I am going to take exception with this interpretation. This sign does not meet the requirements for giving notice to CHLs under Section 30.06 of the Texas Penal Code. If a sign does not give notice to CHLs under 30.06, then a CHL may carry a handgun there UNLESS the hospital falls under Section 46.03 (Places Weapons Prohibited}. That part of the code reads:

Sec. 46.03. PLACES WEAPONS PROHIBITED.
(a) A person commits an offense if the person intentionally, knowingly, or recklessly possesses or goes with a firearm, illegal knife, club, or prohibited weapon listed in Section 46.05(a):
(1) on the physical premises of a school or educational institution, any grounds or building on which an activity sponsored by a school or educational institution is being conducted, or a passenger transportation vehicle of a school or educational institution, whether the school or educational institution is public or private, unless pursuant to written regulations or written authorization of the institution;
(2) on the premises of a polling place on the day of an election or while early voting is in progress;
(3) on the premises of any government court or offices utilized by the court, unless pursuant to written regulations or written authorization of the court;
(4) on the premises of a racetrack;
(5) in or into a secured area of an airport; or
(6) within 1,000 feet of premises the location of which is designated by the Texas Department of Criminal Justice as a place of execution under Article 43.19, Code of Criminal Procedure, on a day that a sentence of death is set to be imposed on the designated premises and the person received notice that:
(A) going within 1,000 feet of the premises with a weapon listed under this subsection was prohibited; or
(B) possessing a weapon listed under this subsection within 1,000 feet of the premises was prohibited.

So if the hospital was run by an educational institution or if it was part of the government court or offices utilized by the court, you would have to intentionally, knowingly, or recklessly carry a handgun there in order to break the law. The sign above doesn't really tell you the answer to that question. It could be posted from before the law changed for hospitals in 2007. It could be part of whatever signage the company that owns that hospital puts on every hospital in 20 states. There is no question the sign is not good notice for Section 30.06. I think you can also make a good argument that the sign does not give sufficient notice to give you knowledge you are carrying on a place prohibited by Section 46.03 as well. However, whether you would be reckless in not investigating further after seeing the sign is the kind of question that might make it to a jury.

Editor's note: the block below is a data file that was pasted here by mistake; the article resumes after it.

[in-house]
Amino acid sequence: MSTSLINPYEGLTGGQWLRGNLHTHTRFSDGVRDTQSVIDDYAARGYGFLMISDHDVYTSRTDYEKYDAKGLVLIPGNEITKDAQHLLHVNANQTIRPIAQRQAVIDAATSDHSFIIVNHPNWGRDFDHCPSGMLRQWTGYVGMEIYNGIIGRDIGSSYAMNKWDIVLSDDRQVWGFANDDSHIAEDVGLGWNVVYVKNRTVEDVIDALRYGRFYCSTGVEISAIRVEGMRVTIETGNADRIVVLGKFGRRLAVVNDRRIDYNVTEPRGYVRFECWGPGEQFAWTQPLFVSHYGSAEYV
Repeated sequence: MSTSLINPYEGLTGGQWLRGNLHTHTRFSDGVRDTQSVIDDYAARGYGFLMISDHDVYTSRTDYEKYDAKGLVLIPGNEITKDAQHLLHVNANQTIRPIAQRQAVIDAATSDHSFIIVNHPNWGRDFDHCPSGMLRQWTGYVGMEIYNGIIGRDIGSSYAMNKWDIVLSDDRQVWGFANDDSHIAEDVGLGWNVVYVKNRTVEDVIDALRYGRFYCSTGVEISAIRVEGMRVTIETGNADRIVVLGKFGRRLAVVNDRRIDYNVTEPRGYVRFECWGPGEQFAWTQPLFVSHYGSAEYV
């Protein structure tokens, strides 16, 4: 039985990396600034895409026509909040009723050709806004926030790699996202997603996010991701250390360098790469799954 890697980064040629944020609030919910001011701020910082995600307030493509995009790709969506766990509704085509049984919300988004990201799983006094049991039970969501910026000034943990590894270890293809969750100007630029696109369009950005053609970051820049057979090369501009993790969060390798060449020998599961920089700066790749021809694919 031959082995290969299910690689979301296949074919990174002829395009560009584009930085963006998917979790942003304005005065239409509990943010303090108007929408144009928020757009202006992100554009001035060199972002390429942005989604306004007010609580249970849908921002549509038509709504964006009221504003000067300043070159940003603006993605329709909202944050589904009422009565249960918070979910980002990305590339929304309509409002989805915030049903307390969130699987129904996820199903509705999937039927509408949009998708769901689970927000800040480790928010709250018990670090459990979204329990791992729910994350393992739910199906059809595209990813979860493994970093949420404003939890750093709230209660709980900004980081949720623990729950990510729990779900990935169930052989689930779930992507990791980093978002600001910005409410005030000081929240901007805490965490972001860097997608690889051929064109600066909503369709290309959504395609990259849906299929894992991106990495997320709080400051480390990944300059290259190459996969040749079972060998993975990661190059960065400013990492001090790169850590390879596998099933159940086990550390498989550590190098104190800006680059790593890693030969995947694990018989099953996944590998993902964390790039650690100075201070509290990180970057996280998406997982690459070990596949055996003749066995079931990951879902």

Of course, if you don't want to be a pioneer in precedents for CHLs, then the safe bet is to not carry there.

SMMAssociates
August 13, 2012, 02:14 AM
Just IMHO, that sign on the hospital wouldn't deter me....

But don't take that as a legal opinion - I'm not a lawyer, although I do drive by a Holiday Inn Express at least a couple times a week.... :D

I had a hilarious moment at DFW a while back. Inside the sterile area (actually a connecting flight layover), I stopped at a Friday's for lunch. BIG "No Firearms" sign. Might have conformed to 30.06, but I was too busy laughing....

Then, I walked across the hall to the gate area to talk to the agent for a minute. WAY out of compliance "No Firearms" sign on the desk. I asked her why they bothered. "No idea"....

The way DFW is set up, there are multiple entrances into the sterile areas, with TSA screeners all over the place. However, it was designed before all this Security Theater was in place, and it'd be fairly trivial to shoot oneself by that and get to the gate I was referring to.

I guess the PTB figured that the Criminals and Terrorists would see the sign on the gate desk and go home....

****

My favorite sign, a couple years ago, in a restaurant near DFW, to the effect of "If you are carrying a firearm without a license, you're in deep stuff. Otherwise, enjoy your meal."

Regards,